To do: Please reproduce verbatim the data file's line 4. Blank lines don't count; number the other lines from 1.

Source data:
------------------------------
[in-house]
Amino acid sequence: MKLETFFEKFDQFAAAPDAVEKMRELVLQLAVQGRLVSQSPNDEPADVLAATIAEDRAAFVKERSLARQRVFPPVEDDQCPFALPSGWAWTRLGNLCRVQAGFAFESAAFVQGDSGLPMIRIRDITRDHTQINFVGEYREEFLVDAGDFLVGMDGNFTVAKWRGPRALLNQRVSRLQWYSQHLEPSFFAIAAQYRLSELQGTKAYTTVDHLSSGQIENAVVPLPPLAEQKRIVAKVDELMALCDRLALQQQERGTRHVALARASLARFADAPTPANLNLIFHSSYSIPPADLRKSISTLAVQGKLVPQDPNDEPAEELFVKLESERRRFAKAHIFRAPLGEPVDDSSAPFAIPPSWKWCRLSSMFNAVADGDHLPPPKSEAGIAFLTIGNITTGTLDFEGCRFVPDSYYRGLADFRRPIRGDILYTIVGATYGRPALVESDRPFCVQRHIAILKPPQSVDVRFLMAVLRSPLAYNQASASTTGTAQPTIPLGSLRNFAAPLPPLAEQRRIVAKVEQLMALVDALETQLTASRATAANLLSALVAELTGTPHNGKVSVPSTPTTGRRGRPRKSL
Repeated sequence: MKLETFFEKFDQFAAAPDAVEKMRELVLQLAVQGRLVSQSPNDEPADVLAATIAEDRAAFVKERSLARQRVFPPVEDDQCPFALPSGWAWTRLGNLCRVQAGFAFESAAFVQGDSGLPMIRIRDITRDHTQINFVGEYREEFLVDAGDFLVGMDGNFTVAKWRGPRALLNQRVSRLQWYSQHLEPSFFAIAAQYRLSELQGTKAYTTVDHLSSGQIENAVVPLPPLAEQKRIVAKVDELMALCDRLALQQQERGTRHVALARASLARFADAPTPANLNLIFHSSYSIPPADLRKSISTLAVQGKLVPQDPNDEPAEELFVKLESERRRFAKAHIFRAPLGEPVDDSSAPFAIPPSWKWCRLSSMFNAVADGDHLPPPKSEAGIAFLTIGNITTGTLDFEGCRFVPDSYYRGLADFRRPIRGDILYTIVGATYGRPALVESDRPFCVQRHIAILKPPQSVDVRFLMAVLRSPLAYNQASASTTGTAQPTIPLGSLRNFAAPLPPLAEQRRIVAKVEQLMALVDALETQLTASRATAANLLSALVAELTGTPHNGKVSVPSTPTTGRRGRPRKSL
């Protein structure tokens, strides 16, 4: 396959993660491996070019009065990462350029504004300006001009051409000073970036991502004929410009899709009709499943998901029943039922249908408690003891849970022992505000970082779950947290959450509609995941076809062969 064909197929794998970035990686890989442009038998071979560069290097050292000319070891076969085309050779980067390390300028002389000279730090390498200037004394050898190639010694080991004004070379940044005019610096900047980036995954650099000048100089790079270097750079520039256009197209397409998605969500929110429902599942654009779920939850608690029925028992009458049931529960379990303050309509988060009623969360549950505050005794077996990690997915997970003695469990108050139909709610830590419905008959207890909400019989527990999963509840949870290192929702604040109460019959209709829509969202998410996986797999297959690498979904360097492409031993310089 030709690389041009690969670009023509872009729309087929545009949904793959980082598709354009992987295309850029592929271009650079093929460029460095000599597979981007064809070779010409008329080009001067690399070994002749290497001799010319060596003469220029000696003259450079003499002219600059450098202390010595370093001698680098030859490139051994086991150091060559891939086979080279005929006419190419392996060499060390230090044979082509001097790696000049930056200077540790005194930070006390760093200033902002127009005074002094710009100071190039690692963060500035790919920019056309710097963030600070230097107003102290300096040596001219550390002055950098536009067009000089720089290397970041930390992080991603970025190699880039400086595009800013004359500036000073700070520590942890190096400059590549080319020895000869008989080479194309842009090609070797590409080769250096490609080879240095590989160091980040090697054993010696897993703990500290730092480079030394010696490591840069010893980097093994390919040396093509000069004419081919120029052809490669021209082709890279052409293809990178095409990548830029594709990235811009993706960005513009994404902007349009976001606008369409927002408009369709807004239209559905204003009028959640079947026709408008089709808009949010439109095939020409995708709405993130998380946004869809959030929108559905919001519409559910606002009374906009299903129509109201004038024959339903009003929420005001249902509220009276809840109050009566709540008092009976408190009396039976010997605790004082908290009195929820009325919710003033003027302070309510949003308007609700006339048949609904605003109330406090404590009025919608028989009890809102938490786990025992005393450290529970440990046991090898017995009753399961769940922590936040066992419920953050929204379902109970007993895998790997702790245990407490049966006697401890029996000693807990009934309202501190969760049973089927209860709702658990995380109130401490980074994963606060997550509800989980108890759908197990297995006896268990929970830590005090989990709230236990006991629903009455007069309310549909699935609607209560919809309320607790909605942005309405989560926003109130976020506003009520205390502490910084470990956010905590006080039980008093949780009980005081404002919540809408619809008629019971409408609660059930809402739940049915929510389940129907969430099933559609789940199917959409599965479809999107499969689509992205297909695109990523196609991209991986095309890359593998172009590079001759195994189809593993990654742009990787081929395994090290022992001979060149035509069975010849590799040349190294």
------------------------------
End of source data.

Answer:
């Protein structure tokens, strides 16, 4: 396959993660491996070019009065990462350029504004300006001009051409000073970036991502004929410009899709009709499943998901029943039922249908408690003891849970022992505000970082779950947290959450509609995941076809062969 064909197929794998970035990686890989442009038998071979560069290097050292000319070891076969085309050779980067390390300028002389000279730090390498200037004394050898190639010694080991004004070379940044005019610096900047980036995954650099000048100089790079270097750079520039256009197209397409998605969500929110429902599942654009779920939850608690029925028992009458049931529960379990303050309509988060009623969360549950505050005794077996990690997915997970003695469990108050139909709610830590419905008959207890909400019989527990999963509840949870290192929702604040109460019959209709829509969202998410996986797999297959690498979904360097492409031993310089 030709690389041009690969670009023509872009729309087929545009949904793959980082598709354009992987295309850029592929271009650079093929460029460095000599597979981007064809070779010409008329080009001067690399070994002749290497001799010319060596003469220029000696003259450079003499002219600059450098202390010595370093001698680098030859490139051994086991150091060559891939086979080279005929006419190419392996060499060390230090044979082509001097790696000049930056200077540790005194930070006390760093200033902002127009005074002094710009100071190039690692963060500035790919920019056309710097963030600070230097107003102290300096040596001219550390002055950098536009067009000089720089290397970041930390992080991603970025190699880039400086595009800013004359500036000073700070520590942890190096400059590549080319020895000869008989080479194309842009090609070797590409080769250096490609080879240095590989160091980040090697054993010696897993703990500290730092480079030394010696490591840069010893980097093994390919040396093509000069004419081919120029052809490669021209082709890279052409293809990178095409990548830029594709990235811009993706960005513009994404902007349009976001606008369409927002408009369709807004239209559905204003009028959640079947026709408008089709808009949010439109095939020409995708709405993130998380946004869809959030929108559905919001519409559910606002009374906009299903129509109201004038024959339903009003929420005001249902509220009276809840109050009566709540008092009976408190009396039976010997605790004082908290009195929820009325919710003033003027302070309510949003308007609700006339048949609904605003109330406090404590009025919608028989009890809102938490786990025992005393450290529970440990046991090898017995009753399961769940922590936040066992419920953050929204379902109970007993895998790997702790245990407490049966006697401890029996000693807990009934309202501190969760049973089927209860709702658990995380109130401490980074994963606060997550509800989980108890759908197990297995006896268990929970830590005090989990709230236990006991629903009455007069309310549909699935609607209560919809309320607790909605942005309405989560926003109130976020506003009520205390502490910084470990956010905590006080039980008093949780009980005081404002919540809408619809008629019971409408609660059930809402739940049915929510389940129907969430099933559609789940199917959409599965479809999107499969689509992205297909695109990523196609991209991986095309890359593998172009590079001759195994189809593993990654742009990787081929395994090290022992001979060149035509069975010849590799040349190294």